George Lucas was influenced heavily by the work of Joseph Campbell who is the author of a book called, "The Hero with a Thousand Faces". After reading this book Lucas intentionally structured Star Wars as a monomyth or hero's journey. What makes Star Wars interesting is that it is hard to identify just one hero or journey. There are multiple heroes each at different points in their journey.

The same can be said for Freemasonry. Throughout the three degrees, reference after reference is made to heroes from history and literature. However, the individual lodge, better than any ritual, represents this principle as we the Masons within it are all on our own hero's journey. At different times in our Masonic career we are the neophyte, the mentor, and the Master.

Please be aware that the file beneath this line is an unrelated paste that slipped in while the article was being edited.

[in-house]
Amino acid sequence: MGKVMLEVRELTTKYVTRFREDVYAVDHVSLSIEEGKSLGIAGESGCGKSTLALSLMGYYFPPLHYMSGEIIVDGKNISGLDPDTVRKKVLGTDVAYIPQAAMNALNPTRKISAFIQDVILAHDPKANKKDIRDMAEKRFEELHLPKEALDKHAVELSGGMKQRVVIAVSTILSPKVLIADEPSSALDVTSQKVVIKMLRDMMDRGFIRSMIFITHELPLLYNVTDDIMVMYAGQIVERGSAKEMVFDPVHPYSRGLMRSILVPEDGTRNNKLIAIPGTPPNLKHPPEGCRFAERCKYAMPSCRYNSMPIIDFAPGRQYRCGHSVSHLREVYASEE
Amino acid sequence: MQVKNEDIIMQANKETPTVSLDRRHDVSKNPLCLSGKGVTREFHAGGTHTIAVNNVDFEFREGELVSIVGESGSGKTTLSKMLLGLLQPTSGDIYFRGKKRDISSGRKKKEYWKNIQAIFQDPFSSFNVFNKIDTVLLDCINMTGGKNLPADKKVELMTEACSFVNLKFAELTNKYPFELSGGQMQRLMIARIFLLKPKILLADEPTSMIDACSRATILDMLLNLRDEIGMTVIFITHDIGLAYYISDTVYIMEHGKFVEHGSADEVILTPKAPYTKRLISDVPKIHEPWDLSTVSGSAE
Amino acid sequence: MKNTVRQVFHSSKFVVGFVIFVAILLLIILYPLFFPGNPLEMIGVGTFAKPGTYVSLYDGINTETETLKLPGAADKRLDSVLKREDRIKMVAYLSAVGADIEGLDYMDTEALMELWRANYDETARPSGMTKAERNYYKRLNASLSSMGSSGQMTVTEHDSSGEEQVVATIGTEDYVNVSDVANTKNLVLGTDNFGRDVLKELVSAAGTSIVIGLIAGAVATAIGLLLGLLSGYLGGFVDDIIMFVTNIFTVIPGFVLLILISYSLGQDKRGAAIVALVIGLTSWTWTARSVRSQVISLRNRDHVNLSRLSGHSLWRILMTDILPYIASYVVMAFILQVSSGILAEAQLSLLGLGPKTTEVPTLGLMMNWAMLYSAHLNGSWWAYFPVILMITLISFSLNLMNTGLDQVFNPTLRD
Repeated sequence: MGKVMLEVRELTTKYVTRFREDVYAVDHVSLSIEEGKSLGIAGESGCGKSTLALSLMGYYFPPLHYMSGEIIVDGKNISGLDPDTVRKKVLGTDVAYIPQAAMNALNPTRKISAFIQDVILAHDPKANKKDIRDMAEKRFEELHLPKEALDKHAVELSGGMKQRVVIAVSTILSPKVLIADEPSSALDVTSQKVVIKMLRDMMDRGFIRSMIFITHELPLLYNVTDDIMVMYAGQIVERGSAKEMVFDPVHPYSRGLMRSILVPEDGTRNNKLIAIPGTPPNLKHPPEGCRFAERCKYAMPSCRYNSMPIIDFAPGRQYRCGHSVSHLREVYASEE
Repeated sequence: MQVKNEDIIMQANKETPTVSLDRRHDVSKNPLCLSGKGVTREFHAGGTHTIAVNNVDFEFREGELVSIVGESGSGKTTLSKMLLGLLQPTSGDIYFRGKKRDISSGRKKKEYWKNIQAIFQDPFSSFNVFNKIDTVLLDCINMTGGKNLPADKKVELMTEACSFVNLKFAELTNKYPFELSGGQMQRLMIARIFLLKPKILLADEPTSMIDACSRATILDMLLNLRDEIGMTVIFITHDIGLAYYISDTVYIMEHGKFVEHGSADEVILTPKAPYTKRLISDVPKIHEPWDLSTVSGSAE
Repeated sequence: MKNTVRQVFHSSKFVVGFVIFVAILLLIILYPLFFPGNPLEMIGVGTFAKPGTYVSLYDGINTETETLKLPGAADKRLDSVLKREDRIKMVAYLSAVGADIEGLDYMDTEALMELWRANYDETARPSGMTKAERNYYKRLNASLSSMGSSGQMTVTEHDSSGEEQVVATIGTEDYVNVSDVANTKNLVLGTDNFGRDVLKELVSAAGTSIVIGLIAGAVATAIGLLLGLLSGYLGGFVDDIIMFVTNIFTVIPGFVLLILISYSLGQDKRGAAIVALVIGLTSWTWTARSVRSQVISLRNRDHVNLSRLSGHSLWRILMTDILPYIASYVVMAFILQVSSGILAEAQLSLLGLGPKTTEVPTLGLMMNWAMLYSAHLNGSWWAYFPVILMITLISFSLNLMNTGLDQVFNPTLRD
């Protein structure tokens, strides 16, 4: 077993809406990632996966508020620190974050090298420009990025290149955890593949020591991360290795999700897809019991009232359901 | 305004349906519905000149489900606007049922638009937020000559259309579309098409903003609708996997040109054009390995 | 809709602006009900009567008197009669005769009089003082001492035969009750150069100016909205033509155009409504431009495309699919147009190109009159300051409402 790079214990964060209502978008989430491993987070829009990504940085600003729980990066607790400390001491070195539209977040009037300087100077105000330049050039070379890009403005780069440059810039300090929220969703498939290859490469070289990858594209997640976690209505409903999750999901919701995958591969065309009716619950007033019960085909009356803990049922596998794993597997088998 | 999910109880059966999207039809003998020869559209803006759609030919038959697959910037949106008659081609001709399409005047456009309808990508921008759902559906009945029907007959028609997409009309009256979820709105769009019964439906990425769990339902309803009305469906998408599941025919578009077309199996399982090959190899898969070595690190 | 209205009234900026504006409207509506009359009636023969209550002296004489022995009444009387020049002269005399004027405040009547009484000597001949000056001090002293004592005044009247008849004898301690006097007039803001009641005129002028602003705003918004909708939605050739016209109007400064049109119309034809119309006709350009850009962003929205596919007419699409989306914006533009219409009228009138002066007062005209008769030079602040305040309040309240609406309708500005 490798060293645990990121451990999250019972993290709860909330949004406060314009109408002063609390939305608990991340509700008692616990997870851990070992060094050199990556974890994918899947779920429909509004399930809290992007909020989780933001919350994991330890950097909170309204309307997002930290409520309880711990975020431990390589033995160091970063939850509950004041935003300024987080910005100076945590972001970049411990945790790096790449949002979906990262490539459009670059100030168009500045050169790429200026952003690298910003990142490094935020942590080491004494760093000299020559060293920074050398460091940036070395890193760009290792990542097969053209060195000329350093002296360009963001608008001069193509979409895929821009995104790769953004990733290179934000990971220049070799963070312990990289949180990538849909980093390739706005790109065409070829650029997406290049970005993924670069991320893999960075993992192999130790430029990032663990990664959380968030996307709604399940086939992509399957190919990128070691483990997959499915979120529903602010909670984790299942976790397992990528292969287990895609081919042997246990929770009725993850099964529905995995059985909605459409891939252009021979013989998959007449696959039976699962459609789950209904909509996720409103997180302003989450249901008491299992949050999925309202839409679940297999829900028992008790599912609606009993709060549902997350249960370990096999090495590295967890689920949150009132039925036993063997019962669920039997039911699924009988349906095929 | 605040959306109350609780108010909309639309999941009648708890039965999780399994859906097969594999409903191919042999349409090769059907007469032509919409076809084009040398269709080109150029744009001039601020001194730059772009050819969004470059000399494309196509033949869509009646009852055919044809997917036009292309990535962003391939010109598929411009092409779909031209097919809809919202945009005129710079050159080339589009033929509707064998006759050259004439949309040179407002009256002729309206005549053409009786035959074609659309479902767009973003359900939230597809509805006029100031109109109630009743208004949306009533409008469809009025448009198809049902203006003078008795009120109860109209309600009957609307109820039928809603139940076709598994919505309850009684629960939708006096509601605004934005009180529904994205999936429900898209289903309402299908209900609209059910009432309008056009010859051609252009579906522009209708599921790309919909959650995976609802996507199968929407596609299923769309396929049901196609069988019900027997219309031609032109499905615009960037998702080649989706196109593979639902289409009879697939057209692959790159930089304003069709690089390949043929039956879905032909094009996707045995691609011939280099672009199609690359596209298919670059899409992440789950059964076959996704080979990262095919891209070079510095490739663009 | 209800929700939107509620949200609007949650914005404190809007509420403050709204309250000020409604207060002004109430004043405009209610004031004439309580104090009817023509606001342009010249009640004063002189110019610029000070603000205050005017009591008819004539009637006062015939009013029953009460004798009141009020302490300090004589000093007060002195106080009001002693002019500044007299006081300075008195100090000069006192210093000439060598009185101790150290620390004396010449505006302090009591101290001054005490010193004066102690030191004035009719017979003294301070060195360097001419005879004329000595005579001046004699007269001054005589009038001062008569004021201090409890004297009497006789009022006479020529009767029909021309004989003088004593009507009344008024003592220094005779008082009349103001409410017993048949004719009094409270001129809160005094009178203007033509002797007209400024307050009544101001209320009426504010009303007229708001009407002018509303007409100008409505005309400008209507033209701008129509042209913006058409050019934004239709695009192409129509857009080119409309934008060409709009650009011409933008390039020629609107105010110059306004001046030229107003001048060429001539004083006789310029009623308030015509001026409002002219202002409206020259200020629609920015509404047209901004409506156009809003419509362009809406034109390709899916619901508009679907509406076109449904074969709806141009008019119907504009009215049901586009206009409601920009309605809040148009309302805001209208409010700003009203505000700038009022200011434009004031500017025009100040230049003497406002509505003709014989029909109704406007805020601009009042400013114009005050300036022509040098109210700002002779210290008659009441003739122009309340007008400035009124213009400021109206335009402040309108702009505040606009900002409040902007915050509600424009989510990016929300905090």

Whether or not Lucas or Preston intended any of these allusions is immaterial. All that matters is that these allusions speak to us and help us to better understand the world through understanding ourselves.

"May the Force be with you."


RWB Michael Jarzabek is a Past Master of Brigham Lodge in Ludlow, Massachusetts. He is a PDDGM of the 28th Masonic District. He currently serves as Chairman of the Lodges of Instruction Committee for the Grand Lodge of Masons in Massachusetts.

What Kind of Mason Are You? Revisit

by Midnight Freemason Founder
Todd E. Creason

Editors Note* Published just before Christmas in 2012, this piece recently came to mind when I was thinking about the types of Freemasons we have. Specifically, the dues payers and the guys who show up and make it happen. In any case, enjoy this one, it's the third time it's been posted. Guys just seem to love it, it's great! - RJ